1. Plan your day the night before
2. Take time to plan your time
3. Schedule appointments with yourself
4. Evaluate your effectiveness at the end of each day
5. Breakdown large projects into small tasks
6. Use small pockets of time to your advantage
7. Take small projects to do while you wait
8. Implement weekly, monthly, quarterly changes

If you allow for telephone interruptions, here are some solutions…
1. Ask someone else to answer the phone
2. Screen your calls with caller ID
3. request that people e-mail you instead
4. Determine what you will and won’t address
5. Take only calls that relate to your To Do List
6. Allow for emergencies, don’t plan on them!

If you have a disorganized or a cluttered desk here are some solutions…
1. Eliminate piles
2. Make your own policy about incomplete projects
3. validate yourself every time you throw something out
4. set aside time to organize and purge
5. Encourage filing regularly
6. validate each time you exhibit the new desirable behaviors
7. Before you leave the office each day, clean your desk

Procrastination is one of the most common time gobblers. Here are some solutions…
1. Always start with something easy
2. Do what you’re avoiding first
3. Eliminate all distractions
4. Just do it!
5. Set reasonable short-term objectives
6. Promise a reward when the project is done
7. Set a deadline date and stick to it
8. Stop reinforcing the behavior you want to change
9. Start reinforcing the behavior you want to ingrain

Do you allow visitors to dictate your day? Here are some helpful solutions…
1. Create clear boundaries
2. Give people an alternative time that works to talk to you
3. Place a high value on your time
4. Risk disapproval
5. Sequester yourself
6. Be ruthless with your own satisfaction

Do you have a lack of self-discipline? Here are some solutions…
1. Hold yourself accountable
2. Provide rewards or consequences
3. Give pats on the back to reinforce behaviors
4. Build your self esteem

Try these effective delegation techniques. Here are some solutions…
1. Select jobs to be delegated
2. Organize the information
3. Select the right person for the job
4. communicate with clarity
5. Provide full disclosure
6. set expectations
7. invite feedback
8. monitor and follow up
9. Encourage, guide, direct, and provide feedback

Do you set unrealistic expectations?

Tell yourself the whole TRUTH. Then you need to build in a cushion on top of that truth. Your issue is that you imagine the best and don’t anticipate the “stuff” that happens, like traffic, accidents, other people being late or missing deadlines. If you imagine that you live in a perfect world think again… Always anticipate what could go wrong and then factor in that possibility. If it doesn’t happen you’re ahead of the game!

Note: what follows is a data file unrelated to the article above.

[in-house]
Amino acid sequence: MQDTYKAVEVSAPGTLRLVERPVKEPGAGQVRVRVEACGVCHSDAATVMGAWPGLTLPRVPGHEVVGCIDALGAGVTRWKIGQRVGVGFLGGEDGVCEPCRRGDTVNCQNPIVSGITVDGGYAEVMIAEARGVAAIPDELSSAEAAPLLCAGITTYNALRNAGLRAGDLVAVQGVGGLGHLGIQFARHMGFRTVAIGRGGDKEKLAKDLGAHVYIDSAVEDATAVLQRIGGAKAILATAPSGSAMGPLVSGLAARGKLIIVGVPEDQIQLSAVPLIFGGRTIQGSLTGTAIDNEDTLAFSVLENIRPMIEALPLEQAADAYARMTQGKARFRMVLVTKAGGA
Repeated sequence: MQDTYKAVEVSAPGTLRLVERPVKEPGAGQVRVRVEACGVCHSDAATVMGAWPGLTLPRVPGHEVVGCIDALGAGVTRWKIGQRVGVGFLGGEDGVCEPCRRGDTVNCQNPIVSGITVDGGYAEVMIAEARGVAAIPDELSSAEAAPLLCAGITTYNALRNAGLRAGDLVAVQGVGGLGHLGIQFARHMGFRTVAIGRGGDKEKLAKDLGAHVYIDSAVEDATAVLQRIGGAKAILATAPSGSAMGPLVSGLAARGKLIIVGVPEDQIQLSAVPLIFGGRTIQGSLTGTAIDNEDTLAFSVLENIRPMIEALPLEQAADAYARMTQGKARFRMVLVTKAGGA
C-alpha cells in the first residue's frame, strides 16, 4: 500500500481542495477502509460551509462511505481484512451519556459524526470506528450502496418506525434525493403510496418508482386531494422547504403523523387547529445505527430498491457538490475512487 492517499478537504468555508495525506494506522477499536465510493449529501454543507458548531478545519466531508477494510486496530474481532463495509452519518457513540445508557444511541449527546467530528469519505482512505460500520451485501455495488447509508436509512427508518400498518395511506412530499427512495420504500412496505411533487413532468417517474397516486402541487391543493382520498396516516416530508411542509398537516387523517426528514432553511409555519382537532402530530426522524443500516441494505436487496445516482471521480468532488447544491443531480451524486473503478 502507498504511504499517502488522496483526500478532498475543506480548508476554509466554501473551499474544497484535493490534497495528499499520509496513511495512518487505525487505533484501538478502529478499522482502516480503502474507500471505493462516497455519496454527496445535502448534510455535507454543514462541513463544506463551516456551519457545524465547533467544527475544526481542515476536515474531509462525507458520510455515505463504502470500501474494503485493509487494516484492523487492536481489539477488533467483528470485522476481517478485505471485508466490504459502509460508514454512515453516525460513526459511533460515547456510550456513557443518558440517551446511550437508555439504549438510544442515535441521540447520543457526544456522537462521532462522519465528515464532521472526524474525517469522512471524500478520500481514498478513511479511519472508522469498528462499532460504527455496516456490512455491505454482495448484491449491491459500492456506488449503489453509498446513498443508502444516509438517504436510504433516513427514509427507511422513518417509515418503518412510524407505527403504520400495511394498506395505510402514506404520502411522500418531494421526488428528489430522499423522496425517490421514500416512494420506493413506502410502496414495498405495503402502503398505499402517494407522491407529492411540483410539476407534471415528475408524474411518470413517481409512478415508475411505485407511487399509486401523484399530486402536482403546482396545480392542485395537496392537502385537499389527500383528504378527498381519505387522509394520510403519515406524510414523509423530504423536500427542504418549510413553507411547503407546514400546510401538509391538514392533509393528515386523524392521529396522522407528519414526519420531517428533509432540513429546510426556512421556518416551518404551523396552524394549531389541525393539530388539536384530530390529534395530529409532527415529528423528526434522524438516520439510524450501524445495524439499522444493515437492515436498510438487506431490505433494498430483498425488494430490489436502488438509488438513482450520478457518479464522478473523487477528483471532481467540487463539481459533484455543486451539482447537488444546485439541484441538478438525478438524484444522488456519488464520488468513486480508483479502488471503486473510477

Try these realistic expectations…
1. Only list what you CAN get done
2. Accurately assess the time factor in traffic, parking, etc.
3. Create a buffer zone for the unanticipated
4. Take charge of things working out to your advantage

Do you have trouble saying “No?”
Do you have one specific person who always asks you to do something for them, and they say, “Oh it will just take a few minutes…” and you believe them AGAIN and AGAIN!
Here are some solutions:
1. Start getting what you want
2. Create boundaries
3. Get your projects and tasks accomplished
4. Manage your satisfaction
5. Reinforce your self esteem

Do you start and have trouble completing tasks? Here are some solutions…
1. Make a completion policy with yourself
2. Reinforce your self-confidence
3. Validate your self-worth regularly
4. Build your credibility with others
5. Become ruthless with yourself

If you follow the steps, you will get the results
Old patterns will need to be broken to ensure success.
Do one thing differently, and then reward yourself. Remember, 21 repetitions will change an old habit
into a new behavior pattern. Start today.

If you want to provide your employees with an online outstanding Time Management program go to: www.mmsvt.com and subscribe.

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Recognizing Opportunities

Excerpted from: If Success Is a Game, These are the Rules,

And written by: Chérie Carter-Scott, Ph.D.

There are two kinds of opportunities in life: the glaring obvious ones and the hidden ones. The obvious ones are things like the promotion for the job you have been seeking, a marriage proposal from the person you love and want to spend your life with, or an apartment offered in the city where you have always dreamed of living. There are obvious opportunities that you can’t miss, because they are delivered to you in neon lights.

The second type of opportunity is not obvious and requires that you look beneath the surface. These are the ones you need to root around a bit to find. For instance, when your company merges with another and new positions are available. Perhaps you hear in passing that a business you are interested in is opening a branch office in a city close to your home. A friend invites you to go whitewater rafting on a river you have never seen. These opportunities require a little more exploration and excavation. These are the ones that make you say “Hmm. Maybe…”

The universe is constantly in flux. Change is a constant. Changes can occur in your private life or far away on the front page of the newspaper. With every change that occurs around you, an opportunity is presented. Usually it is buried beneath the surface, but if you are willing, you can excavate it.